African Americans: We Can’t Fight Every Battle.



( When a person, or a people, experience a great injustice that involved severe degrees of suffering they tend to understand the suffering of others. When they are fighting for humanity and freedom it’s easy to identify with others and join when they are fighting for the same cause. There is nothing wrong with universal solidarity if it’s support to all parties involved. In America, black people have experience great injustice from being enslaved (even enslaved by some Native American Nations) to blatantly disenfranchised.

When our people were fighting during the Civil Rights Movement they would work to move legislation that would benefit many minorities while we fight to partake of the sacrifices our ancestors made. With that in mind when blacks in America see struggle happening we are quick to say brother…sister I understand and will stand with you. Do we have individuals that choose not to do this…yes we do, but in large numbers we will fight in solidarity with others that are disenfranchised.

There is nothing wrong with understanding the struggle of others, however as a people we can’t fight every battle. History has shown us when we fight our own battles we help others do the same. This is the time to focus on the needs of our communities, and the individual causes that are in our face. Our children need adequate education that is gearing them in the path of success, and not piping them towards the prison system. We must begin to look at each other as the answer to the violence and drugs in our community. None of this will be easy, but our march to freedom has never been a path of ease.

The relationship between black men and women has to improve. It’s time we truly acknowledge the propaganda elephant in the room, and stop applying our individual experiences to ALL men and women. White feminism may very well be detrimental to the healing of our men and women as is the concept of white patriarchy. There are behaviors that have been embedded in us that are not to our benefit by both our men and women. The blame game must stop as we have all been at fault. Unity on all fronts will be necessary to first heal…then grow our communities.

This idea of community empowerment and self-reliance must become a serious priority. This means we won’t have the time nor energy to attend to the fight of every disparaged group. This is not to be cruel to others, nor make it appear that black Americans are the only minority fighting injustice. With that being said, our people tend to stand with others with a force that is not reciprocated in the same manner.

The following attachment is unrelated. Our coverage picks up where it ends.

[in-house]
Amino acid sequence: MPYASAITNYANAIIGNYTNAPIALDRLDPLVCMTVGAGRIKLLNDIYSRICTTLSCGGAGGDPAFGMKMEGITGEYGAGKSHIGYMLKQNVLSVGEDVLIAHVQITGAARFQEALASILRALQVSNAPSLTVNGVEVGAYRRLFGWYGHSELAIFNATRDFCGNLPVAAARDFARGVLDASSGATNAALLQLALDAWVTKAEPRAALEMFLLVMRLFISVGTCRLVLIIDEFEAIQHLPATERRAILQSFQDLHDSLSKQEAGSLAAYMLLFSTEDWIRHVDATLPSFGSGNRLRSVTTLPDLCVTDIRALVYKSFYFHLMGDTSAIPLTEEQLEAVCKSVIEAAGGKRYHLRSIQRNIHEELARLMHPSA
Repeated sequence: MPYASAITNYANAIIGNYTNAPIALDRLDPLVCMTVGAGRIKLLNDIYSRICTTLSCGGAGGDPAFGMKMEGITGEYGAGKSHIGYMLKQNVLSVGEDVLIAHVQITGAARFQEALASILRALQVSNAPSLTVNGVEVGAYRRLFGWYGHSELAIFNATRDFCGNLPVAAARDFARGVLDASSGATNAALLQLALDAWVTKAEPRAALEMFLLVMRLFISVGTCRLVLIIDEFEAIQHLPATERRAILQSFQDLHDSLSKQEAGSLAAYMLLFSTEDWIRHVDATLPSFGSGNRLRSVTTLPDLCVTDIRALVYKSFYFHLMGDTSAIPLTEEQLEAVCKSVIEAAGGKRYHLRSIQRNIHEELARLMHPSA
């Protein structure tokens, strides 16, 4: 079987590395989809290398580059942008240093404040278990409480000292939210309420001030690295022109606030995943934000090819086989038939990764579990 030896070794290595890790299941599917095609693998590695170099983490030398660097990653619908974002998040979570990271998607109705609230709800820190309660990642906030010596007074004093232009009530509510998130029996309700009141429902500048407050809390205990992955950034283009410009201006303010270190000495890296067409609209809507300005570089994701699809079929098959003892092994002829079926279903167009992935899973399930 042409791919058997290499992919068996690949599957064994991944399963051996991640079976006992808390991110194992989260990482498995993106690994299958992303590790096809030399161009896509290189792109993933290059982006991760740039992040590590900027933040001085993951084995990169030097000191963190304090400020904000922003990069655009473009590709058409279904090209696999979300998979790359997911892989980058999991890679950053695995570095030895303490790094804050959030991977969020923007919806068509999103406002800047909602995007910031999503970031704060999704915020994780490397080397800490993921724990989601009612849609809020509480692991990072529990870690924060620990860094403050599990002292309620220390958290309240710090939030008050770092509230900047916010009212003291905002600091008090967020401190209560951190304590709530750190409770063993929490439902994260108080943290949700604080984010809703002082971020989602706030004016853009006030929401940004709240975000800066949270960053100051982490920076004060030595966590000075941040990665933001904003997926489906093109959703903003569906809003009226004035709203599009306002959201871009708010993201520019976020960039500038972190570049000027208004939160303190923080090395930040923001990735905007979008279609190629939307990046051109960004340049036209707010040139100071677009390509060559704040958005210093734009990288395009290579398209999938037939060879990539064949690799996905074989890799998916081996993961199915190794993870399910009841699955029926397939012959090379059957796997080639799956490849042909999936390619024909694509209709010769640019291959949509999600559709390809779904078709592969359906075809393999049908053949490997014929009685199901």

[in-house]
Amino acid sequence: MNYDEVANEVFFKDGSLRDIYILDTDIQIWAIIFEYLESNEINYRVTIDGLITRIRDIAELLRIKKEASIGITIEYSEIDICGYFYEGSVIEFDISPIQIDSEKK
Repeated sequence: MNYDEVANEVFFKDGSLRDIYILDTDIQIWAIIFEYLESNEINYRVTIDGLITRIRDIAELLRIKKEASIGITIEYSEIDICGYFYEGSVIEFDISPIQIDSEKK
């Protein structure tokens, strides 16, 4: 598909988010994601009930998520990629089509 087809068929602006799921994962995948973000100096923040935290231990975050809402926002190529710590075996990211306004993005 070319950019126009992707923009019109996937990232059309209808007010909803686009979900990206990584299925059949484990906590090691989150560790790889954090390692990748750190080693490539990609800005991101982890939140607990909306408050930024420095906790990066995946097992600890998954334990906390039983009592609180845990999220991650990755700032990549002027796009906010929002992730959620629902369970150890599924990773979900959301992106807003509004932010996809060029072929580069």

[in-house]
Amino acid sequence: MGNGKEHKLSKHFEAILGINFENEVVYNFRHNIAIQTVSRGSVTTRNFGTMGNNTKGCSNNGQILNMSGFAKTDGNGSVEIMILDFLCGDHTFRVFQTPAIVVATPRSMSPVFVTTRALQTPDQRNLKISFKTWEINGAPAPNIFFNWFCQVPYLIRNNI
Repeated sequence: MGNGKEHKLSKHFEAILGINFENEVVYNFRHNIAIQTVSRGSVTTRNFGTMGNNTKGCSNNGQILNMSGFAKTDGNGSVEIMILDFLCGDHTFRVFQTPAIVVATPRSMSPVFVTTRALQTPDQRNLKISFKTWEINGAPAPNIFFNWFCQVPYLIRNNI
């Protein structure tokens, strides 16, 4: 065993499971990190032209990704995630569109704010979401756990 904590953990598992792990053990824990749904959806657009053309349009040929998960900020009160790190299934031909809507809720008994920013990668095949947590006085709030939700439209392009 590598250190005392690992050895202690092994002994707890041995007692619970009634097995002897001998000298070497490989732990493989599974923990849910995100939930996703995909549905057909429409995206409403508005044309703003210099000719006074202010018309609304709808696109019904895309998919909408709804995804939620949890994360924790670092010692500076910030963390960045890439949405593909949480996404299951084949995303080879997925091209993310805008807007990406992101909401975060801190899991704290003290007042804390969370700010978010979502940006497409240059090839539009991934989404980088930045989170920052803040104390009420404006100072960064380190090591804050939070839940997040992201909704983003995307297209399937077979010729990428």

There is nothing wrong with acknowledging the struggle of the women’s movement, mistreatment of the Native American, Muslim disenfranchisement, the LGBT movement, nor the struggles of Hispanic and Asian Americans. It is only human to understand and recognize the pain of others. Yet, at some point you must ask when the government works to destroy our voting rights (they are still considered acts), when the police brutality is blatant as our people are slain in the streets, when we have businesses in our neighborhood that treat us with disregard…when our right to decent education is tampered with, and certain sentences for nonviolent crimes land us in prison longer than others we must ask the question are we alone.

It is very important to recognize those that do stand with us as we fight the injustice that directly affects us in a battle that has been going on since the founding of this country. Yet, we must also be honest about the different minority groups that tend to make their community needs the priority, and they have to a degree believed the false propaganda about American Blacks. Can you imagine what it would look like if ALL minorities in this country stood in solidarity for freedom and justice for all? It can be argued that we’d all be free a lot faster, but that has not become our reality yet. Until universal solidarity occurs black America needs to make themselves the priority lending support to others when we can, but not to the detriment of our own movement.

Staff Writer; Christian Starr

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